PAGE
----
How to stay sane in old age

Recently, I came across an interesting article on “The Book of Life” website, headlined “How the Modern World Makes Us Mentally Ill” see http://www.thebookoflife.org/how-the-modern-world-makes-us-mentally-ill/). 

The article identified six aspects of modern life known to have troubling influences on our psyches (along with suggested cures): meritocracy, individualism, secularism, romanticism, the media, and perfectibility. As I read though these, I thought about how they might apply to getting old, which, in my estimation, jumpstarts once you turn 60, when we reach the beginning of the final three-innings of life (or less depending on your fate).

Meritocracy: If you are both poor and old, you are an utter failure in our overly meritocratic society that places talent and hard work as surefire traits that will ultimately lead to your financial success. Never mind that serendipity may have passed you by. Never mind that you may be an extraordinarily intelligent and talented individual who may have ran into some hard times for reasons you could not control. In addition to being overtly ignored and disrespected because of your poverty status, you will have to deal with ageism, which is real, despite all the positive news you might read about how executive-level, retirement-aged folks are easily taking on new “encore” careers. Best solution: Don’t think along these lines and keep on keeping on. Follow your inner voice.

Individualism: In the 21st century, being an ordinary person moving through the flow of life is often seen as the equivalent of being a mass failure. Only unique individuals with special destinies are worthy of our esteem. In old age, some become depressed when they realize they haven’t reached fame and fortune. Best anecdote for such ill thoughts: Appreciate what you have and enjoy the everyday, simple pleasures of life.   

Secularism: As the growth of secularism moves further away from religiosity and the spiritual, we neglect to see anything that could be considered transcendent, to our detriment. Old age, however, can make you more contemplative and hence more in tune with seeing more beauty and art in our everyday experiences. Look up more!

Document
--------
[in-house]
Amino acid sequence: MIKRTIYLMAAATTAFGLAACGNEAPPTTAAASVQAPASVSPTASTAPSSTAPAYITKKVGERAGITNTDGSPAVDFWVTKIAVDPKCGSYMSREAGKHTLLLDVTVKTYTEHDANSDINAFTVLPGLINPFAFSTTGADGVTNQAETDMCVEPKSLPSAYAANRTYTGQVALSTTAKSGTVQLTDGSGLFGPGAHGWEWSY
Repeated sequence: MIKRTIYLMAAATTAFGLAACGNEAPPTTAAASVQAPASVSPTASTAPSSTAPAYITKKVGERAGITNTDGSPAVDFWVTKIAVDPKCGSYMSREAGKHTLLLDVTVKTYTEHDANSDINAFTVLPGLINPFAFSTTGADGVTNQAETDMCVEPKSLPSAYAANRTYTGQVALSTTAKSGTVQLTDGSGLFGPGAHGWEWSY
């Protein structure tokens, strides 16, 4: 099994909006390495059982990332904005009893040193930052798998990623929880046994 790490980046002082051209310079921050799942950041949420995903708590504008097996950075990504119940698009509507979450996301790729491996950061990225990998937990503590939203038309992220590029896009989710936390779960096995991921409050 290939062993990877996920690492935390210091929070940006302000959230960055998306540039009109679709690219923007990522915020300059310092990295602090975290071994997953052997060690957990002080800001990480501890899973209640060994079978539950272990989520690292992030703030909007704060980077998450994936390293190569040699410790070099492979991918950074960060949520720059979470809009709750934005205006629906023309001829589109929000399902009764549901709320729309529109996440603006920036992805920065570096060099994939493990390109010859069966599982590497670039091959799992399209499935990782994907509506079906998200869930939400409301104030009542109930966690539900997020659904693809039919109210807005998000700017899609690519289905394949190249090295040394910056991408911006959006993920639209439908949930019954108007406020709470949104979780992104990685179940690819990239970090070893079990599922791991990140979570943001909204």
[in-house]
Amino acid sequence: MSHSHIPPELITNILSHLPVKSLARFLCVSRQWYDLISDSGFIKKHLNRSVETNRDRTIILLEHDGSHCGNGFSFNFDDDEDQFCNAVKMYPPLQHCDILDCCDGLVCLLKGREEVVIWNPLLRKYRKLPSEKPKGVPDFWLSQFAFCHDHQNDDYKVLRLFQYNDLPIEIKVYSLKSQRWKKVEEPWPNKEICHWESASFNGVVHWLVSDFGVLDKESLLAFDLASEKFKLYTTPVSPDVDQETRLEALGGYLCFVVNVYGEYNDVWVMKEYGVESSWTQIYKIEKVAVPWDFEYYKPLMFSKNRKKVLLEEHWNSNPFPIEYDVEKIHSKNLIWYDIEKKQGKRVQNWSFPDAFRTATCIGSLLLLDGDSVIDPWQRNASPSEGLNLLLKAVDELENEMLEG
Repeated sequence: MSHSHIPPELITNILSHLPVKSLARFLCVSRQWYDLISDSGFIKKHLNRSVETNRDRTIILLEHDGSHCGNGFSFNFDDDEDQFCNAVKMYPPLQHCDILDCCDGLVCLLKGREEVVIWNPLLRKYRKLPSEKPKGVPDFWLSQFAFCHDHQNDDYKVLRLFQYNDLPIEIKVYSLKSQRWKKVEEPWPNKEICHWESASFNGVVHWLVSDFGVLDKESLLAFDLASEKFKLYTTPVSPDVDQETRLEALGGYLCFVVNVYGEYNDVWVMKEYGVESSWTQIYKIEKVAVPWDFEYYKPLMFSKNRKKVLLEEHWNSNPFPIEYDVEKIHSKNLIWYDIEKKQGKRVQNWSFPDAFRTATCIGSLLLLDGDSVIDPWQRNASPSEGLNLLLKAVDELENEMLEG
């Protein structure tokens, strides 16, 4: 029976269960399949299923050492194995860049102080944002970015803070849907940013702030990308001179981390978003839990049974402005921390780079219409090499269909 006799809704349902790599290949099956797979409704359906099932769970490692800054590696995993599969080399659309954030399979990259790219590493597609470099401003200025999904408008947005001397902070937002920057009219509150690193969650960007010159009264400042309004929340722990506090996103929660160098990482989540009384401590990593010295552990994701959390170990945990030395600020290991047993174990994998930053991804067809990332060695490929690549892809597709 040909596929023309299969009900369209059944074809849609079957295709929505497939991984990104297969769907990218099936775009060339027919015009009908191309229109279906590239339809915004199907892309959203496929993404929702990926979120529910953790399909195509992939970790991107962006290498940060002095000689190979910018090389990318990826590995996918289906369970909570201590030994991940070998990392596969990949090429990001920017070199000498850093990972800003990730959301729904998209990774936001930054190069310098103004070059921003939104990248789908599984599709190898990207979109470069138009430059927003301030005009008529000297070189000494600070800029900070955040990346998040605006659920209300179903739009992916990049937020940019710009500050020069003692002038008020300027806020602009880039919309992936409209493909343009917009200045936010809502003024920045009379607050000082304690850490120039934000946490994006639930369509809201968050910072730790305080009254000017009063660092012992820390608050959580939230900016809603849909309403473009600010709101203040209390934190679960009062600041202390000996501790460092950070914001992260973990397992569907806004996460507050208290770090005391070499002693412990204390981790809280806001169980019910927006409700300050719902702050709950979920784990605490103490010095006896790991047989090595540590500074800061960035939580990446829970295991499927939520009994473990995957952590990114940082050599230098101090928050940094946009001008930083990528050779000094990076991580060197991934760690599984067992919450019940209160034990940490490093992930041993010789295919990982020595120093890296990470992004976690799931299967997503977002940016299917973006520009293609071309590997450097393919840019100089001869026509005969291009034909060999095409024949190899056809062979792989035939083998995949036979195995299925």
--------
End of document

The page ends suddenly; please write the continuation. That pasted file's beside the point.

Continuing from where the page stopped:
Romanticism: Not everyone meets the perfect love of their life, so perhaps it is wise not to expect to be so lucky and avoid all the frustration. Take pleasure in your non-sex-oriented relationships and loves.  

The Media: Focus more on your own life and experiences and do not let all the negative, fear-mongering news so prevalent today take over your thoughts and feelings. Try to follow news that offers solutions as opposed to fear and loathing. I think we do eventually succeed at avoiding all the drama as we age. It’s one of the advantages of becoming a mellow old ager.

Perfectibility: If, in old age, you start thinking that your life has been a waste of energy because you have not reached some level of perfection promoted by a society that over-emphasizes typically unreachable goals and ideals, think again. The realization that being a little off-centered and even crazy-stupid at times in our lives makes you humble and more accepting of your vulnerabilities. Life goes on and you’re perfectly fine.

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